Attorney General Bonta Defends the Rights of States to Regulate the Rising Cost of Prescription Drugs
Joins coalition of attorneys general in support of regulation of pharmaceutical go-betweens
OAKLAND – California Attorney General Rob Bonta today joined a bipartisan coalition of 34 attorneys general in filing an amicus brief in the U.S. Court of Appeals for the Eighth Circuit supporting North Dakota’s regulation of Pharmacy Benefit Managers (PBMs). PBMs act as a middleman between pharmacies, drug manufacturers, health insurance plans, and consumers. Their position gives them an enormous impact on consumers’ access to prescription drugs. In 2020, the U.S. Supreme Court unanimously agreed with the arguments in a California-led, bipartisan amicus brief filed by 46 attorneys general, which supported the state of Arkansas’ position that federal law does not prevent states from regulating PBMs.
“When you have the power to impact the price people pay for often life-saving medication, you can’t be allowed to operate in the shadows,” said Attorney General Bonta. “States have a duty to our residents to regulate the rising cost of prescription drugs and to ensure all those who have need can access their medication. PBMs are a part of the pharmaceutical industry that doesn’t want that to happen. The expansion of their power in the industry has had an outsized, negative impact on the price of prescription drugs and the availability of neighborhood pharmacies in our communities. Regulating these intermediaries is a critical part of protecting Californians’ healthcare.”
Over the years, the role of PBMs has expanded, and has done nothing to lower the prescription drug prices paid by health plans to drug manufacturers. In response, states like California have increased their regulation of PBMs to protect residents from the increasing cost of prescription medications. This regulation is essential because the net price consumers pay for pharmaceuticals has continually risen under the oversight of PBMs.
In addition to costs, the regulation of PBMs is also critical to ensuring residents have access to their prescribed medication. As PBMs consolidate with big name retail pharmacies like CVS and health plans such as Aetna, communities lose their independent pharmacies because they are reimbursed at below-market rates and, as a result, are often forced to close. In California, the closure of neighborhood pharmacies disproportionately occurs in communities that are majority Black and Latino. According to Health Affairs, in major metropolitan areas in the U.S. between 2007 and 2015, pharmacies were less likely to open and more likely to close in neighborhoods with majority Black or Hispanic/Latino residents.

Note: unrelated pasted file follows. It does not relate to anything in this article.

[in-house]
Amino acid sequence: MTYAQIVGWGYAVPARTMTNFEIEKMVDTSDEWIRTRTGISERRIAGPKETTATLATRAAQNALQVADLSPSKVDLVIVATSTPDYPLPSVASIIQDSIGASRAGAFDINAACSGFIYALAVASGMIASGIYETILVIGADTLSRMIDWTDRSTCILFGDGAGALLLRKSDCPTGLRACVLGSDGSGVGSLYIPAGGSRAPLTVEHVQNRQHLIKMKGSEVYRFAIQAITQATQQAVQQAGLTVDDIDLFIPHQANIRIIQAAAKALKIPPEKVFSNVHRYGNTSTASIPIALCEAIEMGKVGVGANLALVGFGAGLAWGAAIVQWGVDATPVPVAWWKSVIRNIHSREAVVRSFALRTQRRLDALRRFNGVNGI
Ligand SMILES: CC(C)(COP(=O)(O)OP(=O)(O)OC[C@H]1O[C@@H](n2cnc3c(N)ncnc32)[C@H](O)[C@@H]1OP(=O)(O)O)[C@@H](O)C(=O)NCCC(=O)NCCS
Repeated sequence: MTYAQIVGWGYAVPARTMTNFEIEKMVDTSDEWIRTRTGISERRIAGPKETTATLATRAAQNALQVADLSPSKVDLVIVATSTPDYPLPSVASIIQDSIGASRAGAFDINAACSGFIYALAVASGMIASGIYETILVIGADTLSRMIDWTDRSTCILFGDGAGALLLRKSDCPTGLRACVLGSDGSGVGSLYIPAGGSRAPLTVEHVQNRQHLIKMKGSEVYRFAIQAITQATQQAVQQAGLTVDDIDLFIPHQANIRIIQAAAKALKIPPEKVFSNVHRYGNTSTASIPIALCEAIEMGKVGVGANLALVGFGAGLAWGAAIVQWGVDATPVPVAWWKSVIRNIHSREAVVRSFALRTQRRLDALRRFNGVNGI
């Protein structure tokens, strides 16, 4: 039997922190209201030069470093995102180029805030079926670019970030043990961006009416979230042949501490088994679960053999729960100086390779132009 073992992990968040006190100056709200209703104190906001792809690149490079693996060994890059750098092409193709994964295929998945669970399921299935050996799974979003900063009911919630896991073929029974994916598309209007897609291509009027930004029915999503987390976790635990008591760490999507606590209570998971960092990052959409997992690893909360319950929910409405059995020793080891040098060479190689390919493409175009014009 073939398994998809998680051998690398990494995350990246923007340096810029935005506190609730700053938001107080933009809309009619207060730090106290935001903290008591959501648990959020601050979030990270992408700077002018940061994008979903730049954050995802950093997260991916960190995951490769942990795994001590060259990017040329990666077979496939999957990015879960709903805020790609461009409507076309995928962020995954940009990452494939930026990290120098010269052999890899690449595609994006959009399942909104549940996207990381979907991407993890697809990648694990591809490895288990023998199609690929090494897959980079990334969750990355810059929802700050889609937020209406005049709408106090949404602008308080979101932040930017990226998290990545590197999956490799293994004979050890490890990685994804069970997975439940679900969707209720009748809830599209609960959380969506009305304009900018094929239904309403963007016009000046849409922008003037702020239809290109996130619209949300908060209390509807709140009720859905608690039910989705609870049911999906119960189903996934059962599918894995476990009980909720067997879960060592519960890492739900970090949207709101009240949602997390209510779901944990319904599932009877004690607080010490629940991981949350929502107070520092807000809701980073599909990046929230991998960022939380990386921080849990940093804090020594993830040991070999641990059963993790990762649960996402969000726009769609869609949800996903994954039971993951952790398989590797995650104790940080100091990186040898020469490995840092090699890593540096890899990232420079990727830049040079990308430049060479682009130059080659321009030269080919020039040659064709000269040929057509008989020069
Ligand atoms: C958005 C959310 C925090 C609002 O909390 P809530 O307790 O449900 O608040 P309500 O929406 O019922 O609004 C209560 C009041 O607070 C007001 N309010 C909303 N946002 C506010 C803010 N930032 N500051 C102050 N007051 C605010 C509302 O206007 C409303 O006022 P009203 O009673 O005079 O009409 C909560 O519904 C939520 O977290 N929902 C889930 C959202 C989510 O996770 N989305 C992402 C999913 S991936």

In today’s brief, the coalition of attorneys general argue that:
- Regulation of PBMs protects consumers and curbs abuses by the multi-billion-dollar pharmaceutical industry. Prescription drug spending in the United States has increased year after year. In 2019, spending grew by 5.7% to $369.7 billion, and it is projected to continue increasing and comprising more of the country’s gross domestic product. Running parallel to this massive increase, the role of PBMs in the industry has also expanded over the past 50 years, and PBMs now control nearly every aspect of a health plan’s pharmacy benefits. PBMs make money from large fees and rebates while spending as little as possible to reimburse pharmacies, including neighborhood pharmacies, for medications. Without state regulation, PBMs will be able to operate in the shadows – driving down reimbursement rates and increasing drug prices.
- Federal law does not preempt state laws that govern transactions between PBMs and pharmacies. Last year, the U.S. Supreme Court reaffirmed in Rutledge v. PCMA that the Employee Retirement Income Security Act of 1974 (ERISA) does not prevent states from regulating PBMs. The Court’s decision includes laws like those at issue now in North Dakota.
- Medicare only preempts state laws that conflict with a Medicare standard. Medicare Part D does not prohibit laws that promote competition, increase price transparency, or minimize barriers to entry. North Dakota’s regulations on PBMs, like many other states’ regulations, do all three, and are therefore not preempted.
In today’s brief, Attorney General Bonta joined the attorneys general of Minnesota, Alaska, Arizona, Arkansas, Colorado, Connecticut, Delaware, Georgia, Hawaii, Illinois, Indiana, Maine, Maryland, Massachusetts, Michigan, Mississippi, Nebraska, Nevada, New Jersey, New Mexico, New York, North Carolina, Oklahoma, Oregon, Rhode Island, South Carolina, South Dakota, Texas, Utah, Vermont, Virginia, Washington, and the District of Columbia.
A copy of the brief is available here.